Great buses and teams here. Then there’s a bike option!
Transform the water cooler at work: request paper rather than plastic cups. Better yet, encourage fellow employees to bring a cup from home.
Keep cup is my friend!
Refill your ink cartridges instead of buying a new one when you’re out.
Don’t print! Better still!
Not using your computer? Turn it off or put it to sleep.
Wash only full loads of clothes.
Switch to a more eco-friendly laundry detergent. Or make your own.
No detergent. Half the water!
Get clothes out of the dryer as soon as they’re dry, so you’re not tempted to “give them a little fluff.”
Better yet, set up a clothesline and hang your clothes to dry some of the time.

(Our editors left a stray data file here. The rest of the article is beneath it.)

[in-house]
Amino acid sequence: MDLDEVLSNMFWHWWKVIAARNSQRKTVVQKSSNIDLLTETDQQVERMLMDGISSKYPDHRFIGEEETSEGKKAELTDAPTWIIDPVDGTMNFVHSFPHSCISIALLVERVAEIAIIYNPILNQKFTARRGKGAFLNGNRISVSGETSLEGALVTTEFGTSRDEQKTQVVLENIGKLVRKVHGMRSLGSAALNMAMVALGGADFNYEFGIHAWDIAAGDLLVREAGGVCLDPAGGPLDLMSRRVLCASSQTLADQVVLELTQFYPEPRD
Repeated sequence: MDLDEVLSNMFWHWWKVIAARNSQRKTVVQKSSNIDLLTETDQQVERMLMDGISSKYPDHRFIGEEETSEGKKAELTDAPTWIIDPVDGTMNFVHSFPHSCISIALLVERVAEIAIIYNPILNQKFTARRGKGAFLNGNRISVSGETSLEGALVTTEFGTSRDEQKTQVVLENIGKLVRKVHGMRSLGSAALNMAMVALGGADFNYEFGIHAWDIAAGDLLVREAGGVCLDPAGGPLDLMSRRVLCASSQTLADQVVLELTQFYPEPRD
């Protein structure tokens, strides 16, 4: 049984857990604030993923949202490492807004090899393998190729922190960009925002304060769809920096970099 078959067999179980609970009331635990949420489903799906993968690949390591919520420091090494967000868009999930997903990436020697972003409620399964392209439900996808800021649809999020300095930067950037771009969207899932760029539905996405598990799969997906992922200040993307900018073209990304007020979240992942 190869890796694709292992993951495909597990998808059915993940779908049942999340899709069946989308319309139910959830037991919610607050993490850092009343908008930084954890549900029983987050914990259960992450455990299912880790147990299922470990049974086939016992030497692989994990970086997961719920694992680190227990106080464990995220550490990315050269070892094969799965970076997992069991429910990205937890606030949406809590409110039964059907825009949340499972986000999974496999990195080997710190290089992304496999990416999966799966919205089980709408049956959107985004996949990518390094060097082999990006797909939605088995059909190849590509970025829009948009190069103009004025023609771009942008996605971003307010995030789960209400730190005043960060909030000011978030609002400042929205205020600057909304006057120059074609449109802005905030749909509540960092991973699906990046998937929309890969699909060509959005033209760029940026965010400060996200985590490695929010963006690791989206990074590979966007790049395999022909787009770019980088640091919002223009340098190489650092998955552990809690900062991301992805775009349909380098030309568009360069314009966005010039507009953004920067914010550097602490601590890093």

Install a timer on your hot water heater.
The rest of the House:
Find out where your power comes from. Is it generated by diesel? Coal? Wind? Knowing that your energy usage is tied directly to environmentally unfriendly sources might make it easier to cut your energy use (good for the planet and your bank account).
Say no to products that come in plastic clamshells.
Avoiding but it is difficult. We try not to shop!
Keep a blanket on the sofa.
Under it now!
Turn down the thermostat on your heater, just a touch (with that blanket, you won’t notice).
Next time you need to buy linens and blankets, skip the man-made materials.
Turn off the TV if you’re not watching it.
Install window blinds to help keep the house cool in the summertime and warm in winter.
Shop second hand.
Wash your windows with newspaper instead of paper towels.
Also with no detergent!
If you have an arbor, plant a deciduous vine that will shade you in the summertime and allow sunlight and warmth in during the cold winter.